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Comment Re:Did the moon form after the earth? (Score 1) 96

That does sound implausible indeed.But moons forming in an accretion disk and gobbling up whatever was not absorbed into the center, that does sound acceptable. The earth also wasn't created out of a collision with the sun. Maybe they think the moon is too large for having formed the way other moons are formed.

Comment Did the moon form after the earth? (Score 1) 96

How do they know the earth was first fully formed and only then collided with something large causing the moon to form? I can imagine it was a bit of a jumble at the time but this claim seems a bit arbitrary. Why the need for a collision with something large? Was it something larger than the moon?

Comment Re:quite likely "intelligence" is monitoring (Score 1) 318

It's mixed indeed. Now if anonymous screens a bit and removes the twitter accounts that are the least interesting, while leaving alone the ones that are too talkative, then maybe there's a value. Not much though. It's more a feelgood operation.

As for bombing them to 600 AD, yeah right. I read somewhere that there are 10 million people living under ISIS rule. Guess who will suffer most. I'm not saying don't do it, but it's nothing to go bragging about.

Comment Division of Responsibilities (Score 1) 386

There's this plausible view of the future where everything you say and write will be monitored and processed, and will be followed up with actions. Those who perform the actions will have no responsibility for it. If their actions are unsuitable it's not their problem. You should have controlled your words better to avoid triggering action. It doesn't matter how good or bad their filters are, you just have to adapt.

It could be different. Imagine a future terrorism watchlist where you're able to sue for damages just for being listed there. Those maintaining the watchlist better watch out. They can't afford many false positives. Also, you can send out a lot of ambiguous messages. It's their responsibility not to be misled, not yours. If they're wrong, they pay through the nose. If you take a plane they can x-ray your belongings - if they're willing to pay the price. If they're wrong, it costs them. You can even say you're carrying lots big bombs, they still pay. You're not responsible for them not seeing a joke, even a bad one.

That should illustrate how responsibility is currently being divided between those being monitored and those doing the monitoring. This division of responsibility doesn't seem problematic when you have a small commercial company offering its services on a free market. It becomes ugly whenever the organisation doing the monitoring has power over you. It doesn't even have to use it.

Comment Correlation? (Score 1) 345

Apparently whether correlation is very high or just statistically significant , it will always be reported as a correlation. Furthermore, while autism started out with some cliche cases gradually more and more cases occurred where people said 'we can't really call this autism so we'll call it autism spectrum then'. So you have this standardized test that checks for 'autism traits'. You know what it means? It measures how bad you are in human interaction and how good you are in understanding things and patterns. So yeah, I would expect scientists to score higher there.

What I would like to know is, what is the value of this research and why is it being funded?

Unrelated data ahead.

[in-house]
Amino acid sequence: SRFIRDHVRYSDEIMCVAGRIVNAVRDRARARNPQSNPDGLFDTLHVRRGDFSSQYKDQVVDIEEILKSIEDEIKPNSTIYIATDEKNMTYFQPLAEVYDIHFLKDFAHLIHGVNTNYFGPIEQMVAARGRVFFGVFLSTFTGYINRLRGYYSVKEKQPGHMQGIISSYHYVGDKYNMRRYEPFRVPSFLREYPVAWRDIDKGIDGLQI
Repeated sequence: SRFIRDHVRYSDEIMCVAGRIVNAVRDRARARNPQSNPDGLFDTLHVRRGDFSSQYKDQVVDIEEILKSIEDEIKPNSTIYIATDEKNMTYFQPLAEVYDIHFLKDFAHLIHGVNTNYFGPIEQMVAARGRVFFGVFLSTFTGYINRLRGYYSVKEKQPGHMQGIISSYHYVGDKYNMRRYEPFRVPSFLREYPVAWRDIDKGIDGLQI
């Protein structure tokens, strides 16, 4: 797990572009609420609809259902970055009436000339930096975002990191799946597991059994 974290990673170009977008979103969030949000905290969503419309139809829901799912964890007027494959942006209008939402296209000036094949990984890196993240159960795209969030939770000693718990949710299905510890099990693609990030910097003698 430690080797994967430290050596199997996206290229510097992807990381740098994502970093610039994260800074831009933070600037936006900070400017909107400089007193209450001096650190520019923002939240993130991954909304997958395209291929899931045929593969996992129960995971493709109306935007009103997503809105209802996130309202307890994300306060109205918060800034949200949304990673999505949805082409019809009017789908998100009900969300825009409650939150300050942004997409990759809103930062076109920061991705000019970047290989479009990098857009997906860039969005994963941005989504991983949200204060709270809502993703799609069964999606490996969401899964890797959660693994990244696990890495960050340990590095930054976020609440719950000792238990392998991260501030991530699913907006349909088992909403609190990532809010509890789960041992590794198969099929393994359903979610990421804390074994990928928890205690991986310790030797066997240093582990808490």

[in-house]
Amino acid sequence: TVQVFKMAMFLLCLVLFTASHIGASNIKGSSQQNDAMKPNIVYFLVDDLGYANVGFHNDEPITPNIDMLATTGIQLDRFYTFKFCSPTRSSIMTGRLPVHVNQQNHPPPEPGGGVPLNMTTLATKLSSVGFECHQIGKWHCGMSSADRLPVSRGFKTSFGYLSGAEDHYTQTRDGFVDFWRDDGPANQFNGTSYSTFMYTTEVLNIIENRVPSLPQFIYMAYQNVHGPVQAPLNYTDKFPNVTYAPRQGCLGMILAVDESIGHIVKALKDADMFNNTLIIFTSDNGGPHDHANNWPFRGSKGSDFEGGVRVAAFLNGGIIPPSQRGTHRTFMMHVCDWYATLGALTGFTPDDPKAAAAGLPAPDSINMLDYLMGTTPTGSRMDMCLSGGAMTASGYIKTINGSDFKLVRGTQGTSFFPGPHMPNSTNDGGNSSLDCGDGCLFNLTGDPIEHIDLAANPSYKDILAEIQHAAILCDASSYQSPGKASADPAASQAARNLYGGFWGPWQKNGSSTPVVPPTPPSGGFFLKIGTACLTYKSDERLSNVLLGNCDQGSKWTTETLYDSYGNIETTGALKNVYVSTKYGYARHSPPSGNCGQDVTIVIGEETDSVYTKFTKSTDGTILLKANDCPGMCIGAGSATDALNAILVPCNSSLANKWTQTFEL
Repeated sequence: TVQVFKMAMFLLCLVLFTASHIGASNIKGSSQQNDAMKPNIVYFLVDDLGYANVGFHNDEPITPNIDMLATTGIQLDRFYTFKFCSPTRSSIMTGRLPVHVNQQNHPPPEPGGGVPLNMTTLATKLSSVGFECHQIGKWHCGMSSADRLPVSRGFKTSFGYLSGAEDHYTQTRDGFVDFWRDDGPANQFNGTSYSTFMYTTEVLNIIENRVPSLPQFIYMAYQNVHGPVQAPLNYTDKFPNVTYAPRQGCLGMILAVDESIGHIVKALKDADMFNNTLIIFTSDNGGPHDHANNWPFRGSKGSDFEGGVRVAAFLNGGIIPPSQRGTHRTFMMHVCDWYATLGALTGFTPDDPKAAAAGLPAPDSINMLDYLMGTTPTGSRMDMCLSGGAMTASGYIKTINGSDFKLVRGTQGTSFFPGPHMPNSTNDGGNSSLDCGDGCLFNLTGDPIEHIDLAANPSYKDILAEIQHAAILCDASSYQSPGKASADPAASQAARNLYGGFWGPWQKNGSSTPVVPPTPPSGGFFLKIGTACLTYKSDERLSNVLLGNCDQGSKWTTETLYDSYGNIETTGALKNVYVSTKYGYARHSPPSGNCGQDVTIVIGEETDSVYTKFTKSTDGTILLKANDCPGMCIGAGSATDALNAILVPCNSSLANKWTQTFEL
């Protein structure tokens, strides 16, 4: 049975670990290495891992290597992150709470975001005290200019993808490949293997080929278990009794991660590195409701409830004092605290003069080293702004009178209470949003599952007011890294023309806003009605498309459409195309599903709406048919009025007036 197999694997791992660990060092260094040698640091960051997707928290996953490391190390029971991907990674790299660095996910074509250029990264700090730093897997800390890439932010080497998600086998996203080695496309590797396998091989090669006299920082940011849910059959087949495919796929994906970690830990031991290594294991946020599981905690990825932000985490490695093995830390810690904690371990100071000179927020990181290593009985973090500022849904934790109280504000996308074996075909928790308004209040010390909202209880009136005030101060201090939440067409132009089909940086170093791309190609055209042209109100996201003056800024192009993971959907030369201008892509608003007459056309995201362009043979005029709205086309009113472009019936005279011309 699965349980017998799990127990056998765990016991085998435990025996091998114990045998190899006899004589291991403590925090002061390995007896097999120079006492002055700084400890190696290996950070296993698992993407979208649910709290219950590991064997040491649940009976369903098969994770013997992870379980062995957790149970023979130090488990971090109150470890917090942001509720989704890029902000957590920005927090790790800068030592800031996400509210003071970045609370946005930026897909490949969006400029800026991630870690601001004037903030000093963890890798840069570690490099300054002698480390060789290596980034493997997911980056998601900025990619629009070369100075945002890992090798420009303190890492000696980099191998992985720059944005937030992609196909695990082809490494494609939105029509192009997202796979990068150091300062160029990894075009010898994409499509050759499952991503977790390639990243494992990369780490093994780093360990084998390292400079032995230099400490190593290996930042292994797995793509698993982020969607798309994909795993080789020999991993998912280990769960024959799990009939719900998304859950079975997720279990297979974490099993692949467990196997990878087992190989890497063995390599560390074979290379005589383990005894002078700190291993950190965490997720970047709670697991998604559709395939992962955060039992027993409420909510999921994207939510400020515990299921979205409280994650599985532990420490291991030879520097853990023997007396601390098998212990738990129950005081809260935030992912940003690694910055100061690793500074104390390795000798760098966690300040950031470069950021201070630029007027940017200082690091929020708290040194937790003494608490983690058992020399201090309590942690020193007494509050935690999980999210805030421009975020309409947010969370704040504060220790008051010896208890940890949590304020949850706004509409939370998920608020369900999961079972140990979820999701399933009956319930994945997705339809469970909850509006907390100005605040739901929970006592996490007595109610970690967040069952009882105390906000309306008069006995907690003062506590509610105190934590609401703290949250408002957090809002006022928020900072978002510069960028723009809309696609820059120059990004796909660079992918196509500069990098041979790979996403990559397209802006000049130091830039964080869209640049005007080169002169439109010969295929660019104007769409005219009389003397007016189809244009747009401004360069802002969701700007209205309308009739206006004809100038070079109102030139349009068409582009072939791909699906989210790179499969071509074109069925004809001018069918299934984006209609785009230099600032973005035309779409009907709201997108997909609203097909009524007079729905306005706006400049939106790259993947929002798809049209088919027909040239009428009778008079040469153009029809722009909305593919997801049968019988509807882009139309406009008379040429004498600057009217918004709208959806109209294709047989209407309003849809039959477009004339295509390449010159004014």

Comment Re:Sounds very much like ***PORK*** ! (Score 1) 102

It's a huge plus to be able to store the energy as heat and generate electricity when you actually need it as opposed to when the sun shines.
for one thing it means you get a lot more money per kwh. Also there are indications that for really large scale and long term solutions the thermal solar power plants are the way to go http://phoenixprojectfoundatio... .

Comment Re:But is this enough to change policy? (Score 3, Insightful) 38

I think that one lesson of this research is that since bees get their honey not just from the targeted crops it's generally worth to try and contain the pesticides better. That means taking in account wind, drop size, delivery method. In fact it could mean that the pesticides on the targeted crops are the least of your concerns. Which is interesting.

Comment Re:Nobody mentioned it to me. (Score 1) 411

The meteorology survey course I took back then pretty much blamed water for everything - including the greenhouse effect - and was far more interested in soot and dirt seeding clouds than anything else with carbon in it.

That's still true isn't it? But water increases the earth surface temperature with about 30 degrees C and the first decent one dimensional model (Manabe) gave an additional 2 degrees when CO2 is doubled. That means we have a significant impact. One can argue that the modern climate models don't offer much extra predictive power over the original model, but the original model offers a stark warning.

Comment Re:How to end all arguments (Score 2) 411

It always depends on how you compare. "All other things remaining equal" is one of the ways one can compare. It's valid but one has to be careful about conclusions because the other things are not remaining equal.

CO2 has a large impact on plants in arid regions because plants have to sacrifice a lot of water in order to get the CO2, and when there's more CO2 in the air the plants lose much less water. See for instance here

When water is not scarce most plants benefit from the extra CO2 but there are plants with an enhanced carbon metabolism that are more efficient at capturing CO2 and they don't benefit from rising concentrations: corn, sorghum, sugar cane , a range of tropical grasses.

I was playing poker the other night... with Tarot cards. I got a full house and 4 people died. -- Steven Wright